Kentucky’s public health commissioner is encouraged by the number of young adults who enrolled in health insurance on Kynect, the state’s online health exchange.
Fifty percent of new enrollees were under the age of 35, which Dr. Stephanie Mayfield says should mean cost savings.
"You would think this would be a healthier population who would be accessing the system for preventive measures and not as many chronic diseases," explained Mayfield. "It's an opportunity to intervene in the still relatively early years and have less of a financial impact on the system."
Dr. Mayfield spoke Tuesday at WKU about Kentucky’s health challenges.
The state has several initiatives underway that include reducing the rates of smoking, obesity, and cancer deaths, all by 2019.
With this year's deadline to register for individual health insurance just a weekend away, much attention is being lavished on two numbers — the 6 million Americans who have signed up so far, and the percentage of those folks who are (or aren't) young.
But experts say the national numbers actually don't mean very much.
The number of drug-addicted babies in Kentucky who are hospitalized has increased significantly in a little more than a decade.
The Courier-Journal cited a recent report from the Kentucky Injury Prevention and Research Center showing that the number has gone from 28 in 2000 to 824 in 2012.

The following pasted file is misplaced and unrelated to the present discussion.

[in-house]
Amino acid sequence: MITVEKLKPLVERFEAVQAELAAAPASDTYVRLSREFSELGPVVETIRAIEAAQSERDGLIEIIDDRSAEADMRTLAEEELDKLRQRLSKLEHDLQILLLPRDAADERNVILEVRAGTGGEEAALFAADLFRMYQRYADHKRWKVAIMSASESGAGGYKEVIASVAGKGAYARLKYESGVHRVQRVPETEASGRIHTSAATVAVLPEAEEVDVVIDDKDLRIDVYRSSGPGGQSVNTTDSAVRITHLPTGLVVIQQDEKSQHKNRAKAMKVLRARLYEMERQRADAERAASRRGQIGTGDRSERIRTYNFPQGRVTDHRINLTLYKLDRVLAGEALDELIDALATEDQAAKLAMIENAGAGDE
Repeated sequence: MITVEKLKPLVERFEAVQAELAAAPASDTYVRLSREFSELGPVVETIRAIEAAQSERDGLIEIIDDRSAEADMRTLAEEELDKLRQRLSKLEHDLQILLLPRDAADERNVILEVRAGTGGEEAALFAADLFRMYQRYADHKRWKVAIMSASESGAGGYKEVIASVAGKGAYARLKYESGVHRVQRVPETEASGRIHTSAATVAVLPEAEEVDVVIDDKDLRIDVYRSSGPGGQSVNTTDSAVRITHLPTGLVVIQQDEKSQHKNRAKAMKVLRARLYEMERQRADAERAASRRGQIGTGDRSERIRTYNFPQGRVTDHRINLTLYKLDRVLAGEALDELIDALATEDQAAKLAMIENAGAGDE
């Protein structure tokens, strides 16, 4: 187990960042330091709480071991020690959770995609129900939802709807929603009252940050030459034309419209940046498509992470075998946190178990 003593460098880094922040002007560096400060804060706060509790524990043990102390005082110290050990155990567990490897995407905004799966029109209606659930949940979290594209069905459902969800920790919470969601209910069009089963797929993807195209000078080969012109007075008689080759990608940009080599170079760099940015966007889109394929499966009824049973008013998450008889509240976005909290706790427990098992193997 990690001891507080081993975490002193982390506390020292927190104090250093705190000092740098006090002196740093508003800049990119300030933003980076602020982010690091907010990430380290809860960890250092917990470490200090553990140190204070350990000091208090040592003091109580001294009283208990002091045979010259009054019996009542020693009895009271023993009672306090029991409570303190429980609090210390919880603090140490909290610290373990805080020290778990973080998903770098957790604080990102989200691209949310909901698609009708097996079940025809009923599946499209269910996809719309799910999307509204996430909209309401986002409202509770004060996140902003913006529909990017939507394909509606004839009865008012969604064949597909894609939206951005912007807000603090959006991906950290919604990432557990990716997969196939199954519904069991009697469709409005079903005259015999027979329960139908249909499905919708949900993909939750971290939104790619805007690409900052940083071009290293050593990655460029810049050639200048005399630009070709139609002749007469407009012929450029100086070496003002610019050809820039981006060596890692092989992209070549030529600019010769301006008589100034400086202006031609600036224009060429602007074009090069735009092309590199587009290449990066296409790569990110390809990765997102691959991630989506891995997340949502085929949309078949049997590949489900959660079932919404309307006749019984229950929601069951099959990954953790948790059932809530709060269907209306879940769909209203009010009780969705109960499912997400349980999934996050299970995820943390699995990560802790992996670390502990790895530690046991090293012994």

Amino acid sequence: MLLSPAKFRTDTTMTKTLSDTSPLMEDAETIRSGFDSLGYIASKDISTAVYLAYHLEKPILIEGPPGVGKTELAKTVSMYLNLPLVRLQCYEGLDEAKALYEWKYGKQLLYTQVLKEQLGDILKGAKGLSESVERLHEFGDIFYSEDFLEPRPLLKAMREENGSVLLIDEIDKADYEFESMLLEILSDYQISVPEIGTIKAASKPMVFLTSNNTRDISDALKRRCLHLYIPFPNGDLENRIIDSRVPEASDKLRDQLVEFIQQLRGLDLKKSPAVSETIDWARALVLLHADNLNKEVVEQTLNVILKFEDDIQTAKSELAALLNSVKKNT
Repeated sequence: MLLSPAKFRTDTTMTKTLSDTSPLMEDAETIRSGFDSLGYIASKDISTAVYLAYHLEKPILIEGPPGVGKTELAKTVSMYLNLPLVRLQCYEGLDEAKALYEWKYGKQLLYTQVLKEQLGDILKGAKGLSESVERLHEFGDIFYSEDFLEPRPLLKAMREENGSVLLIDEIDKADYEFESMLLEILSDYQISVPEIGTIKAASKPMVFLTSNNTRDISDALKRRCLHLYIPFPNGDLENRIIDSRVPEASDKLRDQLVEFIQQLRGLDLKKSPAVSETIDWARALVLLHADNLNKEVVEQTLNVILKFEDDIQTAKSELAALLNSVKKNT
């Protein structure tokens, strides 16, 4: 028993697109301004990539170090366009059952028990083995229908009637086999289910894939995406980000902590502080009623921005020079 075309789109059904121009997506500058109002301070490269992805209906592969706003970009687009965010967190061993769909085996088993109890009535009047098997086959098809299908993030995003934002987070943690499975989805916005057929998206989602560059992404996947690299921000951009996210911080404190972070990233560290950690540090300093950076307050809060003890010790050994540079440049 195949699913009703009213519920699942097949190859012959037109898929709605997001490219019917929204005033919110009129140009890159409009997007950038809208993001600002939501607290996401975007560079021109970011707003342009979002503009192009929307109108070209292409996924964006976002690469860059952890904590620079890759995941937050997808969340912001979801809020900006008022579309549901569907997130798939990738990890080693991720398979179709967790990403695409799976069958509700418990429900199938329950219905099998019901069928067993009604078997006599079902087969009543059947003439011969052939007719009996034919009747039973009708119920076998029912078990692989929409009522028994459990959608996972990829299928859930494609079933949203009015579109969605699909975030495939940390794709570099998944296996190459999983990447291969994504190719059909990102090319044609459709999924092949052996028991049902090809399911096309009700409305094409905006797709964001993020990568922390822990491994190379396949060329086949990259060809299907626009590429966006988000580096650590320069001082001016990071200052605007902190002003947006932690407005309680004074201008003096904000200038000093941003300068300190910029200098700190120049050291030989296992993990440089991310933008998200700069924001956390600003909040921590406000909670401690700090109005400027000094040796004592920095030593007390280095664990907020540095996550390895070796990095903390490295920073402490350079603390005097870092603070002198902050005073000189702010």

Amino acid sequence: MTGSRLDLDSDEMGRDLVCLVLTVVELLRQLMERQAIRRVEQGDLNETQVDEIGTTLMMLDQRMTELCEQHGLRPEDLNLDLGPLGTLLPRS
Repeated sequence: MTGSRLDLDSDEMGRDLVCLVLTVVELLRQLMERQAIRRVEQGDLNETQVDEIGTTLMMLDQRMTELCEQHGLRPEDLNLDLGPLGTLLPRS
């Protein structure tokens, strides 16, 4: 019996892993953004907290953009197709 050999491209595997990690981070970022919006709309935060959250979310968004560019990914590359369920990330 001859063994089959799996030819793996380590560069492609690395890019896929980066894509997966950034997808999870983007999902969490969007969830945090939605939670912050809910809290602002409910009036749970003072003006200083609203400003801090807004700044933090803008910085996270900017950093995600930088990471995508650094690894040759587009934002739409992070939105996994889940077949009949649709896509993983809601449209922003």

Although a multi-pronged effort was launched last year to fight the rising number of addicted newborns, medical professionals say it's not enough. Treatment centers are struggling to stay open, there are waiting lists to get in, and too many babies are born struggling.
Preliminary figures in the state report suggested that number of newborns treated for addiction rose even further in 2013 to more than 900.
A bill that would permit state universities to research and prescribe medicinal cannabis oil has passed out of a House committee.
Lawmakers in the House Judiciary Committee approved Senate Bill 124 by a unanimous vote.
The proposed legislation would permit the University of Louisville and the University of Kentucky to study the effects of a chemical compound found in the cannabis plant that some say alleviate symptoms of some neurological disorders.
WKU is seeking to privatize the on-campus Health Center that serves students, faculty, and staff.
In an email to WKU employees Wednesday afternoon, President Gary Ransdell said he and Vice-President for Finance and Administration Ann Mead met with WKU Health Center staff to inform them of the decision.
Dr. Ransdell said the school could realize $1 million in savings by allowing a private operator to run the health center. He also said private sector medical providers could operate WKU Health Services in a more efficient manner, and offer "enchanced services" for students, faculty, and staff.
Dr.Ransdell described the WKU Health Center staff as “terrific”, and said the school would encourage the successful bidder to continue to employ current workers. However, the WKU President acknowledged that couldn’t be guaranteed.
What insurers offer to spouses in a traditional marriage, they must make available to same-sex couples, the federal government said Friday.
The change means that same-sex couples, who haven't been able to buy family health policies, will be able to do so now.
"It's a big deal," says Katie Keith, director of research at the Trimpa Group, a consulting firm that works on lesbian, gay, bisexual and transgender issues. "If you identify as married, it's hard to stomach that you can't get family coverage."